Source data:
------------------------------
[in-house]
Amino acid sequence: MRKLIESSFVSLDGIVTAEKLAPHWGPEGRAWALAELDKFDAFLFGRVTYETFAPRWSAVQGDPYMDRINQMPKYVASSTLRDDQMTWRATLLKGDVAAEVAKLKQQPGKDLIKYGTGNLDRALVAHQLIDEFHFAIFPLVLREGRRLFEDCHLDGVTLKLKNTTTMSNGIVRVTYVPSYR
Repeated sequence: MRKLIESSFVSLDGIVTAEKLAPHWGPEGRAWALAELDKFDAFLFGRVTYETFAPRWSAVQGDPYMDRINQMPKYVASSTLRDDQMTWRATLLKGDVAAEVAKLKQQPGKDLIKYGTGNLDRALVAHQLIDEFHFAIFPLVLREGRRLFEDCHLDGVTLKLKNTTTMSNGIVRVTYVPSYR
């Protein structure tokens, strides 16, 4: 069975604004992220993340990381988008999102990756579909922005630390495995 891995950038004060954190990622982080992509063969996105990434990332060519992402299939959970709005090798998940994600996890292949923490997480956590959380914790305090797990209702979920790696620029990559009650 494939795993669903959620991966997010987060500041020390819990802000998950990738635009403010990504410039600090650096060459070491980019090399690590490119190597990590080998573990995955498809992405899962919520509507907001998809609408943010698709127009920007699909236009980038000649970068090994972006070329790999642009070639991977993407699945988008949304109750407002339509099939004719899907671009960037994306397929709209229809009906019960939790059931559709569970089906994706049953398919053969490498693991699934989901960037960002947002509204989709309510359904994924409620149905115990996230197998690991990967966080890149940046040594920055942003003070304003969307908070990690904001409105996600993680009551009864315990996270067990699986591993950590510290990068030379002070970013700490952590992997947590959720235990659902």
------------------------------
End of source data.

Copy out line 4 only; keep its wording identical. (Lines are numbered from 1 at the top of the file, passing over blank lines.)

């Protein structure tokens, strides 16, 4: 069975604004992220993340990381988008999102990756579909922005630390495995 891995950038004060954190990622982080992509063969996105990434990332060519992402299939959970709005090798998940994600996890292949923490997480956590959380914790305090797990209702979920790696620029990559009650 494939795993669903959620991966997010987060500041020390819990802000998950990738635009403010990504410039600090650096060459070491980019090399690590490119190597990590080998573990995955498809992405899962919520509507907001998809609408943010698709127009920007699909236009980038000649970068090994972006070329790999642009070639991977993407699945988008949304109750407002339509099939004719899907671009960037994306397929709209229809009906019960939790059931559709569970089906994706049953398919053969490498693991699934989901960037960002947002509204989709309510359904994924409620149905115990996230197998690991990967966080890149940046040594920055942003003070304003969307908070990690904001409105996600993680009551009864315990996270067990699986591993950590510290990068030379002070970013700490952590992997947590959720235990659902």